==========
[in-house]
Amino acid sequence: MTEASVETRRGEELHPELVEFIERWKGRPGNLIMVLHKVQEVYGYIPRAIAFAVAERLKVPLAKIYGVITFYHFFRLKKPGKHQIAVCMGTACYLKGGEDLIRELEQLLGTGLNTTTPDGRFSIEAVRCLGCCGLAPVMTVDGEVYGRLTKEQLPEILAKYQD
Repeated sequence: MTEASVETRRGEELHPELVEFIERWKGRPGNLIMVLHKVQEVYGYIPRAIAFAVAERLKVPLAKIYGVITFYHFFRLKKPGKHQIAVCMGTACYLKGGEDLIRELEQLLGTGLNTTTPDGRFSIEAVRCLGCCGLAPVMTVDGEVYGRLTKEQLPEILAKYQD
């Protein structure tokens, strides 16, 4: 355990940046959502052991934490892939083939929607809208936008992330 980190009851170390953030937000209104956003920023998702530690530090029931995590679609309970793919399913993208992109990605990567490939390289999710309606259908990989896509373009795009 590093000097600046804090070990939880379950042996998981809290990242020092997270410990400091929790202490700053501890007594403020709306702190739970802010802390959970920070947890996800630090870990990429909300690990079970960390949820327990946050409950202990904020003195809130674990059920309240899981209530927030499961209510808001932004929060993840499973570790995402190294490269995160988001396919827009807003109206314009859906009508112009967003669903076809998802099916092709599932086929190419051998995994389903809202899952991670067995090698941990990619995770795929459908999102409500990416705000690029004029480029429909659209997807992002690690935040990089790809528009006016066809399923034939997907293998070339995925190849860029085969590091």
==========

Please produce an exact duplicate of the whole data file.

[in-house]
Amino acid sequence: MTEASVETRRGEELHPELVEFIERWKGRPGNLIMVLHKVQEVYGYIPRAIAFAVAERLKVPLAKIYGVITFYHFFRLKKPGKHQIAVCMGTACYLKGGEDLIRELEQLLGTGLNTTTPDGRFSIEAVRCLGCCGLAPVMTVDGEVYGRLTKEQLPEILAKYQD
Repeated sequence: MTEASVETRRGEELHPELVEFIERWKGRPGNLIMVLHKVQEVYGYIPRAIAFAVAERLKVPLAKIYGVITFYHFFRLKKPGKHQIAVCMGTACYLKGGEDLIRELEQLLGTGLNTTTPDGRFSIEAVRCLGCCGLAPVMTVDGEVYGRLTKEQLPEILAKYQD
């Protein structure tokens, strides 16, 4: 355990940046959502052991934490892939083939929607809208936008992330 980190009851170390953030937000209104956003920023998702530690530090029931995590679609309970793919399913993208992109990605990567490939390289999710309606259908990989896509373009795009 590093000097600046804090070990939880379950042996998981809290990242020092997270410990400091929790202490700053501890007594403020709306702190739970802010802390959970920070947890996800630090870990990429909300690990079970960390949820327990946050409950202990904020003195809130674990059920309240899981209530927030499961209510808001932004929060993840499973570790995402190294490269995160988001396919827009807003109206314009859906009508112009967003669903076809998802099916092709599932086929190419051998995994389903809202899952991670067995090698941990990619995770795929459908999102409500990416705000690029004029480029429909659209997807992002690690935040990089790809528009006016066809399923034939997907293998070339995925190849860029085969590091």